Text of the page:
1. Key Characteristics
- Weight: Males, 13–18 pounds; females, 9–12 pounds
- Life Expectancy: 10–15 years
Maine Coons are tall, muscular cats with long, fluffy tails resembling a plume. Their heavy, glossy coats and big, round paws are great for enduring a harsh winter climate. Their eyes and ears are large, and the ears have tips on them, resembling a lynx.
They come in a multitude of colors and have rings of color throughout their fur. The markings resemble those of a raccoon, but don’t worry — they were never bred with them!
2. Where They Came From
The origin of the Maine Coon is shrouded in mystery. Several theories remain about how this unique and beautiful cat came to exist in North America. One posits that the cats were brought over with the belongings of Marie Antoinette, who did not — ahem — make the follow-up trip; the cats were freed and proved to be avid hunters.
Another theory involves an English sea captain, Captain Coon, who commanded a ship used for trading purposes. The ship’s cats may have mated with local cats in many areas along the New England coastline. Regardless of these and other theories, the origin of this breed remains debatable.
The Maine Coon is noted for being chosen as Best Cat at the first cat show in the United States.
3. How Friendly Are They?
Maine Coons are extremely friendly cats who get along with adults, children, other cats and even dogs. They are intelligent pets with funny personalities and curious natures that do best when kept indoors.
They also prefer companionship, and it is not unusual for a Maine Coon to need to know where you are at all times.
4. Is This the Right Cat for You?
LOW: Maine Coons do not have any special exercise needs. They can be trained to walk on a harness when taken outdoors, if desired.
Their physical activity should be similar to most cats (sleeping long hours, playing, running and jumping). Contact your veterinarian if you notice a decrease in activity or mobility; this could be a sign of a health issue.
MEDIUM: The Maine Coon’s glossy, heavy coat has 2 layers and can easily mat if neglected. Brush them on a regular basis, and trim the cat’s nails. Don’t forget to brush your cat’s teeth and give them baths, and Maine Coons may even tolerate baths.
If mats become too difficult to remove, groomers can give your cat a popular lion cut. It involves shaving the body but leaving fur at the head, tail and paws to resemble a lion.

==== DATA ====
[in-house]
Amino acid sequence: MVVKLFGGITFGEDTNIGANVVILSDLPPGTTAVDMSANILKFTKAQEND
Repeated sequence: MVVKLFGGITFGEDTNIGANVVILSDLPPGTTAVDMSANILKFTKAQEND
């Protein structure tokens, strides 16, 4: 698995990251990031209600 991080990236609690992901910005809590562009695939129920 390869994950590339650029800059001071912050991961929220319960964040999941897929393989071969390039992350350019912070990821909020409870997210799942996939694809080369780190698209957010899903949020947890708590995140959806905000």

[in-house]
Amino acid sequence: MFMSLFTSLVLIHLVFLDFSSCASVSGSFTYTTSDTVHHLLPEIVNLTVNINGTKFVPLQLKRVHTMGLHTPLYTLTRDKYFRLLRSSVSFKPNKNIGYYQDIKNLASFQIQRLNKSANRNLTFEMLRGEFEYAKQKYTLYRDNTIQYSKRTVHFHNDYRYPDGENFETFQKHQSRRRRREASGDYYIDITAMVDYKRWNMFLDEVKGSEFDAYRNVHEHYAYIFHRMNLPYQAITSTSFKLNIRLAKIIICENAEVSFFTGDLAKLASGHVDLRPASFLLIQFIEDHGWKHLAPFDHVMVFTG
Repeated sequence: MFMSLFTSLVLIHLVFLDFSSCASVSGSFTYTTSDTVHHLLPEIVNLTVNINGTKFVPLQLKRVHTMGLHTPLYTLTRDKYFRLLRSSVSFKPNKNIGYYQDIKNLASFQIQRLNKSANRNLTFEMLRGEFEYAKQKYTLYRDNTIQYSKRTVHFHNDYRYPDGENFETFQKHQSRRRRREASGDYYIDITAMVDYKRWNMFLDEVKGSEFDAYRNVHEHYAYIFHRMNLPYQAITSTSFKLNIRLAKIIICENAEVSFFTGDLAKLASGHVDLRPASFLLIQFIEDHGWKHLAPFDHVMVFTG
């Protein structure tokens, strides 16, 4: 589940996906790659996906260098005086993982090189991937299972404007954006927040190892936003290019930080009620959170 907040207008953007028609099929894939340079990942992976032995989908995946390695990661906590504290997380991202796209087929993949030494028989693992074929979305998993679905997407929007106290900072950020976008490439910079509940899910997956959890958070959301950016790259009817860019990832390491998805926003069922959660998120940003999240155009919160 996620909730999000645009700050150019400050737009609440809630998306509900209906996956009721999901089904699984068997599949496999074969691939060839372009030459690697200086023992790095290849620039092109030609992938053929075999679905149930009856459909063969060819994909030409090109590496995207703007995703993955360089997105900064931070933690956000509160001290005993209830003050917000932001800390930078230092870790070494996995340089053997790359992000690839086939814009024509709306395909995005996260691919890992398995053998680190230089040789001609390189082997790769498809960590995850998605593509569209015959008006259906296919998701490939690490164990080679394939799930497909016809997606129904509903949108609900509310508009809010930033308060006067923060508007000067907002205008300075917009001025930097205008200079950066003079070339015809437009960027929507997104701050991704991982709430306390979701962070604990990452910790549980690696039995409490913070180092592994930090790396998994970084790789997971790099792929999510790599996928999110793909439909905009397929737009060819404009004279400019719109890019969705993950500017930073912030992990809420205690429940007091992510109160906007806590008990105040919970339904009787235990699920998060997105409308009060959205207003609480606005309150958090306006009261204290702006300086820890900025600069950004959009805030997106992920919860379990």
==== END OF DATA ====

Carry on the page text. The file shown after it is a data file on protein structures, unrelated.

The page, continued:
MEDIUM: Maine Coons are fairly healthy cats but remain susceptible to issues that affect other cats and can be passed down in breeding.
- Hypertrophic cardiomyopathy (HCM) thickens the heart walls and restricts blood flow. Symptoms are rare but may include weight changes, difficulty breathing or an irregular heartbeat.
- Spinal muscular atrophy (SMA) appears in kittens as rear-end lameness and is genetically inherited. This condition may limit cats’ activity, but they can still lead normal, healthy lives. Breeders can test their cats and avoid breeding those with this genetic marker.
- Polycystic kidney disease (PKD) occurs when cysts appear on the kidneys. The rate of growth of the cysts varies, usually resulting in kidney failure. But the good news is that treatment is available; consult your vet if you notice increased fluid intake, excessive urination, decreased activity, weight changes or vomiting.
- Hip dysplasia occurs when the hip joint does not fit correctly, leading to pain and arthritis, and can increase as the cat grows and gains weight. Look for limping or decreased activity as a symptom. Testing can determine if the parents are experiencing this condition or are carriers who will pass it to their offspring.
Learn more about Maine Coons from this video:
5. Where to Adopt One
If you consider getting a Maine Coon for your next pet, please check adoption resources — even purebred animals end up in shelters.
Try our adoption page (select the “Cats” tab).
Please share this with your friends below: